A few months ago, we made a legislative attempt (zh_TW) to ask Taiwanese government in their procurement plans to prioritize machines supporting 0-keypress usb-key booting. It was not about forcing the government officials to use Linux on usb keys. It was not about forcing them to use Linux at all. It was a humble request that there be a way to set up the BIOS so that usb keys can be the first boot device without user intervention just like cdroms or floppies have always been, that these machines have a useful second life as donations to remote villages when they finish their services in the government. Microsoft adamantly objected (zh_TW), giving misleading arguments that distort the truth. Our attempt failed, but it revealed that MS is really afraid of usb-booting. We shouldn't really care about what MS thinks. We should just mind our own business and boldly go where no windows has gone before. But that happens to be exactly what MS is afraid of anyway :-)

Let's look away from the ICT business/community. Let's talk to people who care about digital divide. Labs with diskless computers can be set up in schools at remote villages. Linux-bootable usb keys loaded with scientific and educational software can be distributed to girls and boys. (No, we don't mean office apps, we mean apps offered by Freeduc-Science and the like.) School library is the place to restore the usb key if it gets messed up. Teachers will have much less hassle managing their labs. Newer versions of usb keys created by LUGs in the metropolitan can be delivered to the remote villages through snail mail. See full article in zh_TW. Hello, UNESCO?

Let's look away from the ICT business/community. Let's talk to organizers of international conferences or other international events such as sports and exhibitions. Diskless computers with internet connection can be set up at two or three sites such as the athletes' villages. Ask each foreign visitor to select her preferred language(s) and give her a linux-bootable usb key loaded with language(s) of her choice. Make them really feel at home in these events -- at least in terms of reading mails, instant messaging, and accessing the web. Let them marvel at the fact that the same computer that spoke Korean a few minutes ago now speaks Japanese. That's what I shall do with the EASTS academic conference in a few weeks.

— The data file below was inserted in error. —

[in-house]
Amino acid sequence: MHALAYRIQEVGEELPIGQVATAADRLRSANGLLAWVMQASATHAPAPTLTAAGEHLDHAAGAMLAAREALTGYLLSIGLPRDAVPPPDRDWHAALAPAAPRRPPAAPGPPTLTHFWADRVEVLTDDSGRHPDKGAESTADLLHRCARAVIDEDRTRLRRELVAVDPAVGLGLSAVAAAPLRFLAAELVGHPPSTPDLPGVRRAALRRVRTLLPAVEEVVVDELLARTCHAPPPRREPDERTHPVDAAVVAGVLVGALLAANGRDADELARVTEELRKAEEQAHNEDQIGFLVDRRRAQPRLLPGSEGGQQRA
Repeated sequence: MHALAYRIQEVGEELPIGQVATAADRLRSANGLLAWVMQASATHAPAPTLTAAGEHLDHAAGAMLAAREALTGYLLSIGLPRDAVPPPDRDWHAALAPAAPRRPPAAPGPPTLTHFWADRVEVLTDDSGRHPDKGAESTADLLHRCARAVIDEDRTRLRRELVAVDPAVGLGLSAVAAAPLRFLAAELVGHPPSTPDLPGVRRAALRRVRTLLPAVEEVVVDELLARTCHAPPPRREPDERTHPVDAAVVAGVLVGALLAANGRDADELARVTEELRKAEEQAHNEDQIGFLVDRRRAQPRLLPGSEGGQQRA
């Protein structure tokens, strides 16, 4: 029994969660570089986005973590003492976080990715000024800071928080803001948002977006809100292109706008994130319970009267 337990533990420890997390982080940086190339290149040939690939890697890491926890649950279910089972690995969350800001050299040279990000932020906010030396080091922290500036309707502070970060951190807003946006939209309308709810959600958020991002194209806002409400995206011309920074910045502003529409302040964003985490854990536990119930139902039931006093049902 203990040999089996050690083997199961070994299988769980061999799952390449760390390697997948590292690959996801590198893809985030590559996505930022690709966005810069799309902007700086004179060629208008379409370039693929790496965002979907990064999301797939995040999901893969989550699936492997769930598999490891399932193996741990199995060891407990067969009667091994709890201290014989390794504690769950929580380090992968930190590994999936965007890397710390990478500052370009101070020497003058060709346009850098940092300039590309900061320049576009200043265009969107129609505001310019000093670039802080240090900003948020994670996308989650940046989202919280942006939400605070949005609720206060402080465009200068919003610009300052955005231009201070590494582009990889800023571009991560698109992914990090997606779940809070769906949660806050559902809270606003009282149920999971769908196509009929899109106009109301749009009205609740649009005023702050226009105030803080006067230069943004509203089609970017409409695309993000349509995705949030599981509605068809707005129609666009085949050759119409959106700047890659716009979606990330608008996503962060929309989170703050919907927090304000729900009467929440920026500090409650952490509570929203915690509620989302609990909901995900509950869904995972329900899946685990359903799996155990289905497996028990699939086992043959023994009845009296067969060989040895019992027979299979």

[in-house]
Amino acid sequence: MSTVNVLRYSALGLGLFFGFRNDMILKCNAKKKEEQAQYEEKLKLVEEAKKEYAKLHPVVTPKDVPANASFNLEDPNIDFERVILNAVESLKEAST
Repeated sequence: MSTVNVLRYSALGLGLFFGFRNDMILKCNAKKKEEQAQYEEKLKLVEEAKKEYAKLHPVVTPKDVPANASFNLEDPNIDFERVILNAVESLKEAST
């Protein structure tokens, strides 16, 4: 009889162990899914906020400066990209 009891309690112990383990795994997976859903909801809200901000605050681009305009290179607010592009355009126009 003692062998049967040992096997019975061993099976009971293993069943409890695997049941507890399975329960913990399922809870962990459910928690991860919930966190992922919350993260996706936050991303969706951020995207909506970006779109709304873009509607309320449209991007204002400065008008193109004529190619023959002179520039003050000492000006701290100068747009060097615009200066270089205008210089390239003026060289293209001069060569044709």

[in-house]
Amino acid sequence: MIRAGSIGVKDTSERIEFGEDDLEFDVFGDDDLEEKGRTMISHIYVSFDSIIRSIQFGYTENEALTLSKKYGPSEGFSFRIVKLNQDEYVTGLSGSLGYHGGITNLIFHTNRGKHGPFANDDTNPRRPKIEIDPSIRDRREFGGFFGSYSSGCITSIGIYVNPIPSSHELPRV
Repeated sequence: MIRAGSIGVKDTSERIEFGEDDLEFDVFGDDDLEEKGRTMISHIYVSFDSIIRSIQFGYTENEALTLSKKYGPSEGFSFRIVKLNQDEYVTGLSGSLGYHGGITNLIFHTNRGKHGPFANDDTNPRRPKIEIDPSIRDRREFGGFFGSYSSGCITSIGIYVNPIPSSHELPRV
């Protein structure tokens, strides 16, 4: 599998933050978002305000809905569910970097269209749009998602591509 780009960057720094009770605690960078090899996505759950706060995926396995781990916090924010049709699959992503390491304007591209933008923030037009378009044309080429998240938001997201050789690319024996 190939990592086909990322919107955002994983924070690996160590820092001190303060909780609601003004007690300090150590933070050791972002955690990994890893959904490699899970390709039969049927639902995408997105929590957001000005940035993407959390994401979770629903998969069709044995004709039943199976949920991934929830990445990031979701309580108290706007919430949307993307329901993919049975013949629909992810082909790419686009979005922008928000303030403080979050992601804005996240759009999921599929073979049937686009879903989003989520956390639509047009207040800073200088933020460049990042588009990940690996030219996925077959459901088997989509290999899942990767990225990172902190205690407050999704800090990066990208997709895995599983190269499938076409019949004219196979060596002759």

Let's look away from the ICT business/community. Let's talk to businesses that help students to go abroad for degrees. Show them how a linux-bootable usb key (or a bunch of backup keys) can be heavenly helpful when the notebook computer an overseas student brings with him crashes. It won't be too hard to make a choice between having to use the "unfamiliar linux OS" in his own language to chat with his friends at the home country, and fretting over a sweetly familiar but dead windows. They will realize that non-techies, too, are entitled to a 80% computer-LOHAS life style.

Let's look away from the ICT business/community. Let's talk to the tourism business and specifically to the unions of hotels. Tell them how they could let their customers use their own languages to surf the net during their stay at the hotel. The hotels could lease diskless computers and sell usb keys. Let's ask the union to organize the hotels to register in some wiki or googlemaps, so that any foreign visitor can easily locate along her itinerary hotels that offer such service. See full article in zh_TW.

Do you see the cyan area? You get the idea. Let's talk to non-IT people and/or businesses who care about mobility and multilingual capability but who did not dare did not know they could ever ask MS for such privileges. Please share more possible applications in the comments. Please also let us know if you see interesting, immediately-perceivable aspects of FLOSS over the present combination of proprietary world other than mobility and multilingual capability. May I also stress that we are more likely to find ideas when we think about "combination" -- maybe combination with things beyond software, such as creative-commons-licensed digital contents. The proprietary world strangles themselves by failing to have a simple legal mechanism to cooperate freely. Tasks that require a combination of several digital resources more readily reveal the superiority of our free culture and the web 2.0 mashup characteristics.